Monday, November 01, 2010

Radical history snippets: Creative University and Consciousness Raising

One of my history addictions is looking through the listings pages of old publications to see what interesting things people were up to in the area in ye olden days.

At last week's Anarchist Bookfair in London I was in my element. At the Housmans stall I looked through some old copies of the paper Freedom and came across this little snippet from December 17 1966:

'Free University, The Creative University of S.E. London is currently being set up for courses in radical, progressive and unconventional subjects, and invites all intellectuals, artists, social reformers and students'.

Courtesy of a search in Google Books I can see that Anarchy magazine, January 1967 (also published by Freedom Press) included a notice stating that 'The Creative University of South-East London has been set up along similar lines to the Free University of New York and the Free University of Milwaukee'.

Efforts at creating non-institutional projects to share learning were manifold in the 1960s and 1970s, and have revived in recent years (see for instance the current London Free School, not to be confused with the Conservative educational initiative of a similar name). In Notting Hill, the 1966/67 London Free School famously acted as a launchpad for the early Pink Floyd, even if it's wider aims don't seem to have been realized.

Did the Creative University of SE London ever get beyond the ideas stage? Does anyone know or remember? Was there any connection with the later teach-in/free festival at Goldsmiths in New Cross, organised by Malcolm McLaren and others in 1969?


At the Feminist Library stall I also picked up an old copy of the feminist magazine Spare Rib from December 1983. A feature of the women's liberation movement at that time was the proliferation of 'consciousness raising' groups, gatherings of women to discuss their lives and support each other. In 1983 there was evidently established CR groups in Rotherhithe/Deptford/Greenwich (Anna and Tyra were listed as contacts), in Camberwell/Peckham (Sandra) and Clapham/Balham (Maria). Debbie in West Dulwich/Crystal Palace and Jane in Croydon were looking for others to start groups in their areas.

South London feminist histories and memories also gratefully received.



I think Peckham was one of the first womens liberation CR groups in London. They wrote a paper about the misery of housework which was very influential in the movement.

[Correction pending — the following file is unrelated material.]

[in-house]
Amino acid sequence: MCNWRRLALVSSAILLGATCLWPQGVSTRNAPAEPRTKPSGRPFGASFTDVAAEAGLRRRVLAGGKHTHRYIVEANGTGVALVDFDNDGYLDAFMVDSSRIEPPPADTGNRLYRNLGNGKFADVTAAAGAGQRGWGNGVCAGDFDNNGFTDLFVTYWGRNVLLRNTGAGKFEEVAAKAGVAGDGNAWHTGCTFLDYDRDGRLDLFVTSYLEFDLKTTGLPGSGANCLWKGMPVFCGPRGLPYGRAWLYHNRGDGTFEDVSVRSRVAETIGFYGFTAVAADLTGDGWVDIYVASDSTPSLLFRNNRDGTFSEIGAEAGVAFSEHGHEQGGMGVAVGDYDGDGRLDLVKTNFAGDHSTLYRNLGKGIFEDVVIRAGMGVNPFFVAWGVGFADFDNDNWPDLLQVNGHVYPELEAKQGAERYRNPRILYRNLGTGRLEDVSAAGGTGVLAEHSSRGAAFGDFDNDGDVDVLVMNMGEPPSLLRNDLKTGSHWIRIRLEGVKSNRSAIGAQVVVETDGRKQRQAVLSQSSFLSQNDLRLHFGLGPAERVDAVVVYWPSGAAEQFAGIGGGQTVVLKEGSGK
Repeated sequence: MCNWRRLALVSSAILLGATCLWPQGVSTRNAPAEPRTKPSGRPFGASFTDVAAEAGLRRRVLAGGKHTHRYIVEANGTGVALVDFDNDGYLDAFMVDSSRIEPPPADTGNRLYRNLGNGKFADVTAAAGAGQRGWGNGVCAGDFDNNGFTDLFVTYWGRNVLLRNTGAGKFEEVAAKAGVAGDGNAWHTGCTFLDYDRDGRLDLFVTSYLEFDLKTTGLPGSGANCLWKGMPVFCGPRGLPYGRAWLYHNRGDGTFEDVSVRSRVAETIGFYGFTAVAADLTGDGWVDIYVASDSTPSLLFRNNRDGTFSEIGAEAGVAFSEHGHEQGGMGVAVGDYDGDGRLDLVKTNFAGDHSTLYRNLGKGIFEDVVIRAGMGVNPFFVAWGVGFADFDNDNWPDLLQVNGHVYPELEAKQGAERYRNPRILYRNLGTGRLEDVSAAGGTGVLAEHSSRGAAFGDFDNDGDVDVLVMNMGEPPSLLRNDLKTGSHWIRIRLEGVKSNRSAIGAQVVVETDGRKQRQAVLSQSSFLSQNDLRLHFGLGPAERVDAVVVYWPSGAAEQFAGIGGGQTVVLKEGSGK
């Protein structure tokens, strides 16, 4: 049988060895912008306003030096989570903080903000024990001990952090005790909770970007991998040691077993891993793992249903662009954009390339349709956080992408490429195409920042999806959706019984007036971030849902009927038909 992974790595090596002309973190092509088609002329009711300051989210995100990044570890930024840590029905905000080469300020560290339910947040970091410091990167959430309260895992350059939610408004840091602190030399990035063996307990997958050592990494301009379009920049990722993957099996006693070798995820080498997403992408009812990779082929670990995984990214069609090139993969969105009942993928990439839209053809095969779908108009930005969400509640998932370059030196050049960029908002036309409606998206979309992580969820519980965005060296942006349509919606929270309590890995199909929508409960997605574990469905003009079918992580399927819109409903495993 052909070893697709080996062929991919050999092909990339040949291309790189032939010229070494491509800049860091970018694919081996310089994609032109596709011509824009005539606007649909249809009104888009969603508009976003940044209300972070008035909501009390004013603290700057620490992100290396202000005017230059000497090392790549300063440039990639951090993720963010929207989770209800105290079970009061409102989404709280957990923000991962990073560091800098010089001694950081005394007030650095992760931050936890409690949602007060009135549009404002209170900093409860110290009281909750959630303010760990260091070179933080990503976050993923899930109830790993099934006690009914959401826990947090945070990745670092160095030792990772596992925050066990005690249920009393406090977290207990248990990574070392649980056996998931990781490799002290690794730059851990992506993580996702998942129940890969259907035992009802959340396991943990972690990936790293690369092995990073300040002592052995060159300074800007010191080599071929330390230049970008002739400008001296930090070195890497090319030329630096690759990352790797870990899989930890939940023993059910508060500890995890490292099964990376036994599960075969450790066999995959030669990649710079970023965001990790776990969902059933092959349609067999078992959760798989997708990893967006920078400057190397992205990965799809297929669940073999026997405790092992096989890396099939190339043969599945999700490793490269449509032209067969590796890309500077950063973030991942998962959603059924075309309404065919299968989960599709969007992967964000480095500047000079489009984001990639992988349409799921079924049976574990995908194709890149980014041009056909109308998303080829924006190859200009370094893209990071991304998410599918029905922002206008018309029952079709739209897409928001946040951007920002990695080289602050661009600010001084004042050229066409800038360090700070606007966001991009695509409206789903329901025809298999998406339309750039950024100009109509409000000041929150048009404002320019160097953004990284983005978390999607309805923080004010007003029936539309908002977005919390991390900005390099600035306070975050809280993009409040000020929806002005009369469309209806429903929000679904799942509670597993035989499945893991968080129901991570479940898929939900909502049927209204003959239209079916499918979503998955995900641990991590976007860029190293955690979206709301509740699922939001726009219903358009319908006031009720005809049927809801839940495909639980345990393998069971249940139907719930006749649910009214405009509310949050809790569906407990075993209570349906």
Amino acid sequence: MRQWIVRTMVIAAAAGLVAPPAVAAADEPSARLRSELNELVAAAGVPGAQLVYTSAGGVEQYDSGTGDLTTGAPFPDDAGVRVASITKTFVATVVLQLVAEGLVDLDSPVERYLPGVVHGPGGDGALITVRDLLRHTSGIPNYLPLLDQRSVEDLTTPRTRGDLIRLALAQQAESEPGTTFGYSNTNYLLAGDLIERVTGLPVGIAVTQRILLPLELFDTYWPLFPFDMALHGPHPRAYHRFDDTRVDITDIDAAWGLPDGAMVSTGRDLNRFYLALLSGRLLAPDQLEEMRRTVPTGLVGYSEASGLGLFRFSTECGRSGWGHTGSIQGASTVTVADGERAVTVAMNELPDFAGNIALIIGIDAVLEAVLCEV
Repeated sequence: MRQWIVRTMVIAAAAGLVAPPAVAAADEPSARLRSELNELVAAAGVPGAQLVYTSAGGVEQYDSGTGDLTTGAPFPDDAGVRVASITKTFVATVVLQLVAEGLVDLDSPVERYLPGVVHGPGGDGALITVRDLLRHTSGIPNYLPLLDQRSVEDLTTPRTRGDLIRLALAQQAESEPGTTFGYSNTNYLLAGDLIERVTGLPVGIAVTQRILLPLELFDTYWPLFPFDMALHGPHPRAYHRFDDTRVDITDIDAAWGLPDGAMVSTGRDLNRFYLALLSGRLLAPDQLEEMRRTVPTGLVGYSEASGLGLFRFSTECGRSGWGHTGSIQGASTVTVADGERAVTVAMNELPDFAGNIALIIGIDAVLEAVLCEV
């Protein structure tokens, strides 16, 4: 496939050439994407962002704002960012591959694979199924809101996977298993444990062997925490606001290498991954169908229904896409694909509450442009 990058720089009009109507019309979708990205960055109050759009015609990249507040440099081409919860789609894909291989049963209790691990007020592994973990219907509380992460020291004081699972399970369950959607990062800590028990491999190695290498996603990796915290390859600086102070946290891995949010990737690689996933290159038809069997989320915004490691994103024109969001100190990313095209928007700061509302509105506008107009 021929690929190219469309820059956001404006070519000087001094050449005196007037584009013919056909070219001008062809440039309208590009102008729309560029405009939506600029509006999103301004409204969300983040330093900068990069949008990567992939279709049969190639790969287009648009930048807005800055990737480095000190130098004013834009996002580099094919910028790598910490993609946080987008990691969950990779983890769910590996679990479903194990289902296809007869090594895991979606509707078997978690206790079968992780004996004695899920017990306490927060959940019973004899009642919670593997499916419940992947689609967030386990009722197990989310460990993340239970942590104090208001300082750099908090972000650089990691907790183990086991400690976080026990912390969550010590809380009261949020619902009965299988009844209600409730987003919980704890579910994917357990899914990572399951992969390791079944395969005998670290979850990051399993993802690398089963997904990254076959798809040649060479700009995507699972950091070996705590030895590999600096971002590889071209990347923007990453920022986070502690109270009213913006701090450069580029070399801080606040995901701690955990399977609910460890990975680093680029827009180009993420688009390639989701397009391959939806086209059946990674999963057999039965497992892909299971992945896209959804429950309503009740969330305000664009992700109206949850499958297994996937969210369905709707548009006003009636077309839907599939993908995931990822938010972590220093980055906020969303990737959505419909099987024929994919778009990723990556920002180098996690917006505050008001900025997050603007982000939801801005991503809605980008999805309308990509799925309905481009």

"After the Revolutionary Festival at Essex University (10th February 1969), various groups of women in local areas around Britain begin to organise themselves, setting up a network of communication. Five Women's Liberation (WL) groups in Greater London Tufnell Park, Peckham Rye, Notting Hill, Belsize Lane and Islington begin the Women's Liberation Workshop. They began Shrew and created a manifesto in 1970." (Rowbotham 1972)

'Jan Williams is a physiotherapist who lives alone in Brighton. She is divorced, and has two daughters, both of whom are now married.

Jan became involved in the Women's Liberation movement by way of the Peckham Rye One O'Clock Club, which had nothing to do with feminism: it was simply a group where women with young children could meet. Before long, however, politics became part of the women's group. Jan was one of the women who spoke at the first National Women's Liberation Conference in 1970. She, and others, demanded recognition for women's unpaid labour as housewives."

Jan Williams obituary here:

Michèle Roberts, the celebrated feminist writer lived in Peckham at some point. 'The novel, Paper Houses: a Memoir of the ‘70s and Beyond, written in the first person narrator, has an introduction and is divided into twelve sections which are titled according to specific places. The organization of the content is linear with conscious reflections from the narrator’s present perspective about the historical time that she lived. Areas in London where Roberts spent most of her youth are Regent’s Park, Holloway, Clapham Junction, Camberwell, Peckham Rye, Holland Park, Notting Hill Gate, Bayswater, Wivenhoe and Tufnell Park.'

An unsympathetic account of the Peckham Womens Lib group is in Modern Love by Marcus Collins - a reviewer says - 'Collins is at his most unengaging when doggedly logging the infinitesimally small shifts in opinion within, say, the Peckham Rye Women's Liberation Group ('Dungarees! Political badges! The right not to caress our husbands on demand!')'

shipwright's palace said...

Try British Periodicals on line, Proquest (needs Athens login) Deptford has a long history of religious and political dissent and i seem to remember cruising past several articles.